I can do things you cannot, you can do things I cannot; together we can do great things

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Aloha!  

I hope your summer is going well! I loved the message this weekend at Willow and thought I’d share a few thoughts from it (and merge them with a previous post) Our summer theme has been the minor prophets and this week we looked at the prophet Micah. Inevitably landing on Micah 6:8: And what does the Lord require of you? To act justly and to love mercy and to walk humbly with your God.

Let’s take our pick of the many areas to respond to globally with this verse, the injustice that we are made aware of daily. Phil brought the response to our own doorstep – to be conscious of the lonely, recognising that loneliness is a serious problem in our communities.

The bible says ‘God sets the lonely in families.’ (I’m sure that means via us?)  This is more than being alone, a state of being, in fact, being alone can be a gift (INFJ here) This is different, lonely is the emotion brought on by feelings of separation. Loneliness can be devastating, a riot in the brain that brings feelings of being uncared for, not celebrated, unloved.

Let’s backtrack to when loneliness entered – God created Adam and Eve and walked in the cool of the day with them. They were created for His presence, but as we know, sin entered the world and separated us from God. Shame, nakedness, and loneliness penetrated the heart, and we’ve struggled with this ever since, affecting many of our choices. Hurt and pain can isolate us, as we hide within the fear of rejection and misunderstanding. We deny ourselves grace, and we make unhealthy comparisons, enhancing loneliness on an island of echoes.

Good news.  

Loneliness does not exist within the Trinity – God the Father, Son and Holy Spirit are in an adoring relationship. One does not function without the other. God is not alone, and God is not lonely. The trinity exalts one another, communing and honoring. It’s a sublime dance. Or as C.S. Lewis put it, ‘in Christianity God is not a static thing… but a dynamic, pulsating activity, a life, almost a kind of drama. Almost, if you would not think me irreverent, a kind of dance.’

Let’s grasp this truth and let’s attempt the outworking of the dance… exalting, honoring, and working together and ‘as we limp toward transparency and community and friendship with our own fears and insecurities, we recognize that we aren’t alone. When we see that we are not alone, we can reach out to one another.’ Ann Voskamp.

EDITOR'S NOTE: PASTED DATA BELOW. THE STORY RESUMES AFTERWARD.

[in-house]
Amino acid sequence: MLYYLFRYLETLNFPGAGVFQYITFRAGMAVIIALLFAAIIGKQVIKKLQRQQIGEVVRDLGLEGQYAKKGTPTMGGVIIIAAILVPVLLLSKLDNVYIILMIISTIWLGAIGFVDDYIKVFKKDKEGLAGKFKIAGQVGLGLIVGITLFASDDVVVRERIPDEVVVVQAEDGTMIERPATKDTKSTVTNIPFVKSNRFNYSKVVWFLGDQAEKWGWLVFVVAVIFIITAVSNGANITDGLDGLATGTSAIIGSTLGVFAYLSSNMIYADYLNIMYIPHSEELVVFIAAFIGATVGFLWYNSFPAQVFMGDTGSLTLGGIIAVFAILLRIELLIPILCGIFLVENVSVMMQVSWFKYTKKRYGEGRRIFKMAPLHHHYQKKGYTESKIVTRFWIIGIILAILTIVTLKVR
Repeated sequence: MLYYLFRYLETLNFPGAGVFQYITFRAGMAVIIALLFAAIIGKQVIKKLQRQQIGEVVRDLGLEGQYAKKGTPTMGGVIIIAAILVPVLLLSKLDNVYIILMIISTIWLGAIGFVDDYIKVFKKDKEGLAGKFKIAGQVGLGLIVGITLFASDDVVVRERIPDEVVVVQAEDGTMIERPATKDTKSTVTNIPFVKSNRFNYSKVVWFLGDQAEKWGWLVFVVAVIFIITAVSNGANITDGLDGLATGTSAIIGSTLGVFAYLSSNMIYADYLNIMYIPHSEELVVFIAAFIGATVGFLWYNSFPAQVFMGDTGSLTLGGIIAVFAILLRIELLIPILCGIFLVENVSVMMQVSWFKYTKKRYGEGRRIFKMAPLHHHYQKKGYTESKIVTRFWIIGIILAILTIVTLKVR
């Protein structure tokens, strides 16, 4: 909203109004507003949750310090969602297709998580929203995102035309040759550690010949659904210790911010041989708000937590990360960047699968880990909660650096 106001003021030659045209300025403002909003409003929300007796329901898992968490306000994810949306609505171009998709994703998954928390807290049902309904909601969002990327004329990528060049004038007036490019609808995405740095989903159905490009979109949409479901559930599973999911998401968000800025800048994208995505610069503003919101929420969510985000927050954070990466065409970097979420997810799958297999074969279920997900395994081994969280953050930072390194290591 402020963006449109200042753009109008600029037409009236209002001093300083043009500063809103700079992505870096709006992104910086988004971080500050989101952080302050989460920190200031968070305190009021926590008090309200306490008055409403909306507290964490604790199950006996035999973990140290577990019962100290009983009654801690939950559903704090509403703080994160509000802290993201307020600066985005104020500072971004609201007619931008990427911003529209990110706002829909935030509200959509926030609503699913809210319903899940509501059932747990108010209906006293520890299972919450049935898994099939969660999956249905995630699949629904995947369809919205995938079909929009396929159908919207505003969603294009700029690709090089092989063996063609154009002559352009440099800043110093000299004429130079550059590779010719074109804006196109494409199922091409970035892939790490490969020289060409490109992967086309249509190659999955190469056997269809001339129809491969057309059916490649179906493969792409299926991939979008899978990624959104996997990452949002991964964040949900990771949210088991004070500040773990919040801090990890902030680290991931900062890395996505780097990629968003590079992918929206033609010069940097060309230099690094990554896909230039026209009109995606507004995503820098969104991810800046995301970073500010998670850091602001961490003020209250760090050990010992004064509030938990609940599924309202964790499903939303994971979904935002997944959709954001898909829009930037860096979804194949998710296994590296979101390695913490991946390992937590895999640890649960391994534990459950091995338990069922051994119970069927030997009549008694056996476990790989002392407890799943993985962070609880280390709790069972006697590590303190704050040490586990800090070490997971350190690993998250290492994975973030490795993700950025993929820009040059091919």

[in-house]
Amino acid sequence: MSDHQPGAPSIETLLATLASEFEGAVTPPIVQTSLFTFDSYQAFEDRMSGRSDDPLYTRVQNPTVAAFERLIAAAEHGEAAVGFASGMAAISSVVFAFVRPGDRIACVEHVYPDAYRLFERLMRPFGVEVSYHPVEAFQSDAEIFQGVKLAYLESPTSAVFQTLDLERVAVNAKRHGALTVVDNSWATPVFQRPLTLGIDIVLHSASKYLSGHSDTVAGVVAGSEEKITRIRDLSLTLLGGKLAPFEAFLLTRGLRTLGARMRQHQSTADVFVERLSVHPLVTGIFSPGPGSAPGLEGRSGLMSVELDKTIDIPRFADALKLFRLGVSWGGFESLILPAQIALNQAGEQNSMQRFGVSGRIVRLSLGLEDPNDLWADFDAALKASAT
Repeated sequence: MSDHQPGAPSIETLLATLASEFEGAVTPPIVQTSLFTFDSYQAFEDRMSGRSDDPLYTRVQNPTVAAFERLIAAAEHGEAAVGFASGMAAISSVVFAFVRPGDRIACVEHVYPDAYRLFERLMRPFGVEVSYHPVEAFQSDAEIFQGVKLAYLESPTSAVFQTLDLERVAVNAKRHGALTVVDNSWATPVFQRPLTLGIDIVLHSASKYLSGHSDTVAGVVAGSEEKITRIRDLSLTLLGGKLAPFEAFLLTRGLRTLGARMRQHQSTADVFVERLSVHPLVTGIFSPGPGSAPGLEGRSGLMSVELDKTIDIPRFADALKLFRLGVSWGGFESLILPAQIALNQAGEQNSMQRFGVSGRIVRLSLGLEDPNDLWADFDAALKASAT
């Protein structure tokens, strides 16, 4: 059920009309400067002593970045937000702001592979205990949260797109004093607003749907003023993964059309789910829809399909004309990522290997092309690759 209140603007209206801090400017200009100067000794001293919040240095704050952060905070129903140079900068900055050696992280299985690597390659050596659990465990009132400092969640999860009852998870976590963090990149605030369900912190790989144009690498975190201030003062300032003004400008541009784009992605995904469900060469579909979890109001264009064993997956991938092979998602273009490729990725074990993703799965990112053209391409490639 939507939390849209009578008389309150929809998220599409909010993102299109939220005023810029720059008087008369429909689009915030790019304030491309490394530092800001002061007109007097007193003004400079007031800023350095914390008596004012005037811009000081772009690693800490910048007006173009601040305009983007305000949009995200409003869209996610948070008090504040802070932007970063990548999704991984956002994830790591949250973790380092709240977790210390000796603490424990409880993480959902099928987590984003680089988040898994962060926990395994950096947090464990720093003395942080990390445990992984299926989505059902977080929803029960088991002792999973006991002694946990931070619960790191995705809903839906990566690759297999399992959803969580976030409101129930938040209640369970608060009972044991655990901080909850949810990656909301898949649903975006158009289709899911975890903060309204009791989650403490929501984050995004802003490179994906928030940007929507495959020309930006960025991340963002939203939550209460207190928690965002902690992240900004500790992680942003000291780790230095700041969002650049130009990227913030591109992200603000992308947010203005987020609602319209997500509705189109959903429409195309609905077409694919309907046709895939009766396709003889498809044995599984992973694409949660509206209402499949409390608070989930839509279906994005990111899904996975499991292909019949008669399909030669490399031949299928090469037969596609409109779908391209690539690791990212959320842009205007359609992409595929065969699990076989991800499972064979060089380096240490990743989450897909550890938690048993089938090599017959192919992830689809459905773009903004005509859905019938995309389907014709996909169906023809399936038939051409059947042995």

Reach out.

As we all carry the blueprint of community, let’s find our place to belong, to find our people. For us, we have seen that in our church community – which we believe was God’s idea. We are better together! Eternity is written in our hearts while community is written on our front door, at our table, the coffee shops, where the people gather, wherever we choose to intentionally position ourselves with others. Our health could even improve, according to Caroline Leaf in her new book ‘Think, Learn, Succeed’ ‘Community involvement has been associated with mental health and cognitive resilience, reduction of chronic pain, lower blood pressure, and improved cardiovascular health. One recent study even indicates that social isolation and loneliness kill more people than obesity.’

Lord,

Help me to be aware that you are with me in every moment.

To know true community in you.

Help me grasp the truth that you desire to walk with me in the cool of the day.

In the valley and mountain. The confusion and fear. The celebration and hope.

Help us all to reach out and find our community.

Amen.

You are loved,  Michelle xo

‘I can do things you cannot, you can do things I cannot; together we can do great things’ Mother Teresa

 

Stretched. Exploring Beauty.

Day 15
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Dear Girls,

Do you remember when Josiah asked recently ‘when you had a belly button was it an inny or an outy’ or the time Bella asked ‘why is your tummy cracked’.